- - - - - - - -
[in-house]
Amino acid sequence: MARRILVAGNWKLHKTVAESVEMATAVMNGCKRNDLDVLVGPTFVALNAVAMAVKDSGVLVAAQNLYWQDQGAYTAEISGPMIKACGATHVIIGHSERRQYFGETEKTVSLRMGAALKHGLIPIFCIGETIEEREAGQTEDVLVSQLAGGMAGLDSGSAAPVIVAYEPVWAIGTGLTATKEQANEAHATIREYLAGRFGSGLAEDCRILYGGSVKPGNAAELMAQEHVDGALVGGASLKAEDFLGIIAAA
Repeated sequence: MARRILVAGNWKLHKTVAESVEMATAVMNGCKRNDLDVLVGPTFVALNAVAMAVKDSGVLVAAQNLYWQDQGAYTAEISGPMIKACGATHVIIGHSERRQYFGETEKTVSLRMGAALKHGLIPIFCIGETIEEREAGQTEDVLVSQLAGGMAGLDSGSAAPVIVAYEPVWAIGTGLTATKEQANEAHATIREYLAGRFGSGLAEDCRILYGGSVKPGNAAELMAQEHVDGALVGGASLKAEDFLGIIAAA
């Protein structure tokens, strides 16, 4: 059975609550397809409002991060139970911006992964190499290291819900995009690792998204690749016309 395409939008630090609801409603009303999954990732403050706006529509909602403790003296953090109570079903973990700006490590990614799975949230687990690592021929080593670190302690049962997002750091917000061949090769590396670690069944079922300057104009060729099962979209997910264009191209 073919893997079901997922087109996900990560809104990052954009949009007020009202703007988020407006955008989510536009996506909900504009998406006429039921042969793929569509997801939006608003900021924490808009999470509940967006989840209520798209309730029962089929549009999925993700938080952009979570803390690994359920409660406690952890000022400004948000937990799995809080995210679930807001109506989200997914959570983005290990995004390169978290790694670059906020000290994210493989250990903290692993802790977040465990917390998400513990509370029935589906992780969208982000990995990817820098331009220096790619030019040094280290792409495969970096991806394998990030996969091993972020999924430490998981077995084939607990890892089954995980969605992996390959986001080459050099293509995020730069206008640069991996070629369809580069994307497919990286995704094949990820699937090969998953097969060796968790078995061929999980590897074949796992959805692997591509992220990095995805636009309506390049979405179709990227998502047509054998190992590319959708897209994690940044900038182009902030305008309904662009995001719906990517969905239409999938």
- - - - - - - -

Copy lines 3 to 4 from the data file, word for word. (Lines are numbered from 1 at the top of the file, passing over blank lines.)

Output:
Repeated sequence: MARRILVAGNWKLHKTVAESVEMATAVMNGCKRNDLDVLVGPTFVALNAVAMAVKDSGVLVAAQNLYWQDQGAYTAEISGPMIKACGATHVIIGHSERRQYFGETEKTVSLRMGAALKHGLIPIFCIGETIEEREAGQTEDVLVSQLAGGMAGLDSGSAAPVIVAYEPVWAIGTGLTATKEQANEAHATIREYLAGRFGSGLAEDCRILYGGSVKPGNAAELMAQEHVDGALVGGASLKAEDFLGIIAAA
């Protein structure tokens, strides 16, 4: 059975609550397809409002991060139970911006992964190499290291819900995009690792998204690749016309 395409939008630090609801409603009303999954990732403050706006529509909602403790003296953090109570079903973990700006490590990614799975949230687990690592021929080593670190302690049962997002750091917000061949090769590396670690069944079922300057104009060729099962979209997910264009191209 073919893997079901997922087109996900990560809104990052954009949009007020009202703007988020407006955008989510536009996506909900504009998406006429039921042969793929569509997801939006608003900021924490808009999470509940967006989840209520798209309730029962089929549009999925993700938080952009979570803390690994359920409660406690952890000022400004948000937990799995809080995210679930807001109506989200997914959570983005290990995004390169978290790694670059906020000290994210493989250990903290692993802790977040465990917390998400513990509370029935589906992780969208982000990995990817820098331009220096790619030019040094280290792409495969970096991806394998990030996969091993972020999924430490998981077995084939607990890892089954995980969605992996390959986001080459050099293509995020730069206008640069991996070629369809580069994307497919990286995704094949990820699937090969998953097969060796968790078995061929999980590897074949796992959805692997591509992220990095995805636009309506390049979405179709990227998502047509054998190992590319959708897209994690940044900038182009902030305008309904662009995001719906990517969905239409999938």